Top Five Branding and Design Trends of 2016
In our new book First Things First!, we invite readers on a journey across the landscape of new branding and design for new businesses. Following our best-selling title Start Me Up!, the new compendium of corporate identities and personal brands highlights vivid, rich explorations.
To set the mood, we have combed through our new book and found the top five branding and design trends that have emerged over the past year. Corporate design has evolved into a full-blown visual feast; get a taste in First Things First!, or review our selection below.
Many designers—including Masquespacio—are referencing nature to breath life into brands and corporate identity. Plants offer a visually-striking motif that suggests travel and exploration, while also providing a burst of color and the opportunity to play with a wide-range of shapes and textures.
FEEL IT ALL
To better engage our sense of empathy, designers such as those on the Bruch—Idee & Form team have been using textured patterns and backgrounds. While helping a pierogi shop in Austria find its voice, the team used watercolor paints, hand-drawn stippling, and detailed renderings of garlic cloves to convey the homey, welcoming spirit for which the restaurant is known.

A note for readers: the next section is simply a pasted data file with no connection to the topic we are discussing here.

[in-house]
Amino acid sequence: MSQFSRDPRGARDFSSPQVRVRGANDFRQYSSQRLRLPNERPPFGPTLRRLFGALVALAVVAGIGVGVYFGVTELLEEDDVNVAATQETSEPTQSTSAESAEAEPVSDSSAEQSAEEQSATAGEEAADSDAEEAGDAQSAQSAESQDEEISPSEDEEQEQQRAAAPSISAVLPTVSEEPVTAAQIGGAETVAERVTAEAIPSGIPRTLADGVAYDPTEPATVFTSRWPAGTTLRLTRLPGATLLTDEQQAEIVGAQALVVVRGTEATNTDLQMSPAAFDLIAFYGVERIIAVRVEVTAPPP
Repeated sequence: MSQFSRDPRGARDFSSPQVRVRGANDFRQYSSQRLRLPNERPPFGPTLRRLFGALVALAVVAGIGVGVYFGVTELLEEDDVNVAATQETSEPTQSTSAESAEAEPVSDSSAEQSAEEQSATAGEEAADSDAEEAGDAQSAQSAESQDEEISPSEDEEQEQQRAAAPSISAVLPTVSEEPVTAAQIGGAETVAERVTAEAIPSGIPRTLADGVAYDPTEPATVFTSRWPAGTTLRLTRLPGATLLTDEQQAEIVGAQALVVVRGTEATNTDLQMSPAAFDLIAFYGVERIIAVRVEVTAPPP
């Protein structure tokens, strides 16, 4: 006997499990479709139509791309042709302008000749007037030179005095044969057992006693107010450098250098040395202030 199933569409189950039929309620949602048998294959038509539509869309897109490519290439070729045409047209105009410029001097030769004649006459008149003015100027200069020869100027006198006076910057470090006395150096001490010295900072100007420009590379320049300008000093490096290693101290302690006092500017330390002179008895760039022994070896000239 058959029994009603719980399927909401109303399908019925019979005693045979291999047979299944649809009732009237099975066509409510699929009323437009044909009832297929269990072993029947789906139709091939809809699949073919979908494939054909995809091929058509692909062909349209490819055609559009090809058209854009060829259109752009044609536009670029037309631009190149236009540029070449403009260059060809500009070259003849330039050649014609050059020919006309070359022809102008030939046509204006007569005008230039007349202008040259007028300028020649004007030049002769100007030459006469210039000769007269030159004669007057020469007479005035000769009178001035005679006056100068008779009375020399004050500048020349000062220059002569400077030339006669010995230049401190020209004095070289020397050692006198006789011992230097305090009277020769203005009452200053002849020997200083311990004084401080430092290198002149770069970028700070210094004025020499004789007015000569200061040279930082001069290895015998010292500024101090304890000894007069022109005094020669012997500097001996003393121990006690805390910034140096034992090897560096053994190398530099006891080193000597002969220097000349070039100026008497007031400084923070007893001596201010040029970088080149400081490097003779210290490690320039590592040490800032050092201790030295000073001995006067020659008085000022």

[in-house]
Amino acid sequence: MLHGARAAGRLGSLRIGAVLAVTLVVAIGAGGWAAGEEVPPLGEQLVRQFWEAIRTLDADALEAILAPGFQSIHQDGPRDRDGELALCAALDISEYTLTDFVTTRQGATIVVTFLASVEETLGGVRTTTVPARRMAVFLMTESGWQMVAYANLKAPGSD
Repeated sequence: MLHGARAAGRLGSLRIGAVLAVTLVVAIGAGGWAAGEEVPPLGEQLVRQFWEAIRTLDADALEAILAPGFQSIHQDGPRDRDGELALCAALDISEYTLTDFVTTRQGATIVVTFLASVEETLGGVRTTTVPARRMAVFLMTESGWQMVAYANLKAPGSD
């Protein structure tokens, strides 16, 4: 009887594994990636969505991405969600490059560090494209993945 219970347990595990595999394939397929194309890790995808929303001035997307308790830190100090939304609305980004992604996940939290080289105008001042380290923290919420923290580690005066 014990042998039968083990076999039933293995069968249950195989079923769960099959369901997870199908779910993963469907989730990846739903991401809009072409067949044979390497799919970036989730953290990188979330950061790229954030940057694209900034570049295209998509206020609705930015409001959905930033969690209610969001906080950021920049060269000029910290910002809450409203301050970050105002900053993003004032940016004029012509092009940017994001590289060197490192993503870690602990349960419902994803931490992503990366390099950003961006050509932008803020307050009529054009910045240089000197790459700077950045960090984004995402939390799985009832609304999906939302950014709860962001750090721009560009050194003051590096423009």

KEEP IT LIGHT
Lighter color palettes remain popular, eclipsing the impulse for bolder solid swatches. Take, for example, the radiant gradients that define the branding by Michael Thorsby for one of Mumbai’s premier concept stores. The muted rainbow tones are a subtle and clean way to add energy and dynamism to an image.
To make the most of a statement, many designers are turning to bolder font choices. Case in point: take note of how Studio AH—HA used a blocky sans-serif typeface to let interior designer Marc Dibeh’s words speak for themselves in this minimally-adorned but visually-stunning visual identity.
BACK TO BLACK
When it comes to highlighting dramatic shapes and lines, sometimes it’s best to go back to black and white. Using a rendering of five thick stripes curving around a wine glass as the central motif, these designs by Stanislaw Lewicki and Jonas Weber for a winery offer a study in high-contrast graphics.
All images taken from First Things First!